Astrological mid-life crisis, age 37-42
June 15, 2016 2 Comments
The astrological mid-life crisis (crisis = danger + opportunity, according to the Chinese) occurs for everyone at around age 37-42. It would be more accurate to describe the process as a series of crises. The exact timing varies and depends on the individual birth chart, but this is one of those astrological cycles that everyone experiences at roughly the same age. The peak of it usually lasts two to three years. Important long-term changes (some astrologers now consider an astrological mid-life up to age 50) are common as a result of how the person deals with the challenges that come up. As always, and at the risk of stating the obvious, you have a choice as to how you deal with it all.
At around age 37 or so (for the current generation), Pluto squares natal Pluto – difficult but potentially deep evolutionary change that confronts some of us with internal and external power struggles and buried resentments. We may go a bit crazy as Pluto takes us on a healing journey, particularly if Pluto or Scorpio are strong in the birth chart.
Neptune squares its natal position in the chart at around age 41 and this can be very confusing and disorientating. Deeply held dreams and ideals can suddenly seem empty or no longer relevant. Disappointment and disillusionment is common, and a letting go of old attachments is necessary before the individual can begin to develop a restored sense of faith and philosophy of life.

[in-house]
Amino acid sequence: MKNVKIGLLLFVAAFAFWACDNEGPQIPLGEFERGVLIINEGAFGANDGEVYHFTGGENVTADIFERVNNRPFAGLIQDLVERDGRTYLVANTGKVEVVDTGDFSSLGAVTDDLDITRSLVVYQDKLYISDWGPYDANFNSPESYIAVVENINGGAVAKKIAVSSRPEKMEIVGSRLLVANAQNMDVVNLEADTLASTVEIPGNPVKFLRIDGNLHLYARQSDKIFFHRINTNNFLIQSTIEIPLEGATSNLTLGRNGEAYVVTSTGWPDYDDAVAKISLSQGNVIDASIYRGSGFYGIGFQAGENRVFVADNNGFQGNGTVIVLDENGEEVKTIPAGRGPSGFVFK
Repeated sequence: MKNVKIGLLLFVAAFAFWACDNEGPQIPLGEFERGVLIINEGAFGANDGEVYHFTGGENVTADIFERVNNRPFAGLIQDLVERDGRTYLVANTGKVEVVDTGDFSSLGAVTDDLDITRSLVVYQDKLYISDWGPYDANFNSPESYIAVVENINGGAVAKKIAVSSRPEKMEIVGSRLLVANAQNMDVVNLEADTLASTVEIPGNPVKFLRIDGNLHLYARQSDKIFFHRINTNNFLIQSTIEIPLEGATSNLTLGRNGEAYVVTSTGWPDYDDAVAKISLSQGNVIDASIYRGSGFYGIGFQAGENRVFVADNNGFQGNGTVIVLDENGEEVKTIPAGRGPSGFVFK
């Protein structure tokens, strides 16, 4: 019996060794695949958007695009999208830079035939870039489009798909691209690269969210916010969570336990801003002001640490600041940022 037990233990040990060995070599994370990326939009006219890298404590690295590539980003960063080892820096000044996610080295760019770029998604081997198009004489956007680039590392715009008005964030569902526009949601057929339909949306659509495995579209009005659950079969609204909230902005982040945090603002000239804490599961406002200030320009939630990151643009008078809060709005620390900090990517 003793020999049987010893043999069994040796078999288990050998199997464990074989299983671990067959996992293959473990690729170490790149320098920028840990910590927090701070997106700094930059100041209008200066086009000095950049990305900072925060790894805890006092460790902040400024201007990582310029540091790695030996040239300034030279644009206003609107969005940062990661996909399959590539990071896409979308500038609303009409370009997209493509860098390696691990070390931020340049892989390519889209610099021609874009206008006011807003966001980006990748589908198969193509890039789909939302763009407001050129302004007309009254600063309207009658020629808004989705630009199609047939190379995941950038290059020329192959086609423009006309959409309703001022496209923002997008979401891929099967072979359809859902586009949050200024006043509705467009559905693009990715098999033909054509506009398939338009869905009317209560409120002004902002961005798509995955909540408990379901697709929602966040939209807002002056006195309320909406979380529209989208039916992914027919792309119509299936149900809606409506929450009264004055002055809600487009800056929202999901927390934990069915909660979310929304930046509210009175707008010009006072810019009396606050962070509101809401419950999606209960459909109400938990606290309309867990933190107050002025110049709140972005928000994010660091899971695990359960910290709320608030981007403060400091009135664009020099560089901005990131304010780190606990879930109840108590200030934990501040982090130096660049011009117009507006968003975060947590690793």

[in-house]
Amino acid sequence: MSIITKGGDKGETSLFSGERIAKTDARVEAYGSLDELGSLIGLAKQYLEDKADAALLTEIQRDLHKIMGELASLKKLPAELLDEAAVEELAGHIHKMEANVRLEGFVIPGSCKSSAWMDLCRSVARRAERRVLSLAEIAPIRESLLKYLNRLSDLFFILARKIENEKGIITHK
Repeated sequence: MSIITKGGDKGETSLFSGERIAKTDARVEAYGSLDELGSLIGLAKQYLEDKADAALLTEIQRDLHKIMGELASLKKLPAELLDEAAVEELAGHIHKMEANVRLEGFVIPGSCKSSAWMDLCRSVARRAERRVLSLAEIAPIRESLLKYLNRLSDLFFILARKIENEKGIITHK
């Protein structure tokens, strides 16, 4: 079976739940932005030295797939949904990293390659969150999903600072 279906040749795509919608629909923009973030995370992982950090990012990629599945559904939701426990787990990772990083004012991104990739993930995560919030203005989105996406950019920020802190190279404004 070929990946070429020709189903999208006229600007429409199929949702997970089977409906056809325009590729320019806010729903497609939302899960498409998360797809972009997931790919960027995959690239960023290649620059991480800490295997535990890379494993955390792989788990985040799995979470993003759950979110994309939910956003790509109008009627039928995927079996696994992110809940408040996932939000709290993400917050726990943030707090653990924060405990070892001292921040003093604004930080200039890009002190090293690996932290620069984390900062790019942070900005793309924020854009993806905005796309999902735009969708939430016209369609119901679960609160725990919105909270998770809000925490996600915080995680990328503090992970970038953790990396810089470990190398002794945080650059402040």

The Uranus opposition Uranus transit at age 40-41 is often even more disrupting and in a different way. It has often been described as one of the most important astrological phases of one’s life. Uranus is the great awakener, that stirs up our reality so that we are never the same again afterwards. Sudden shocks, realizations, and complete changes of life direction are common at this time. Re-discovering one’s freedom and unique sense of individuality is important. Some people leave a marriage, relationship, or job. Others may go through a crisis in these areas that eventually strengthens their original commitment. The challenge is to be able to make the necessary changes without “throwing the baby out with the bath water”.
If we manage to cope with these potential crises during our late thirties and early forties, a significant amount of unnecessary baggage can be left behind. The individual birth chart will give other indicators as to how easy or difficult this process is likely to be.
Please note, this is a deliberately brief and general summary. Good luck to all!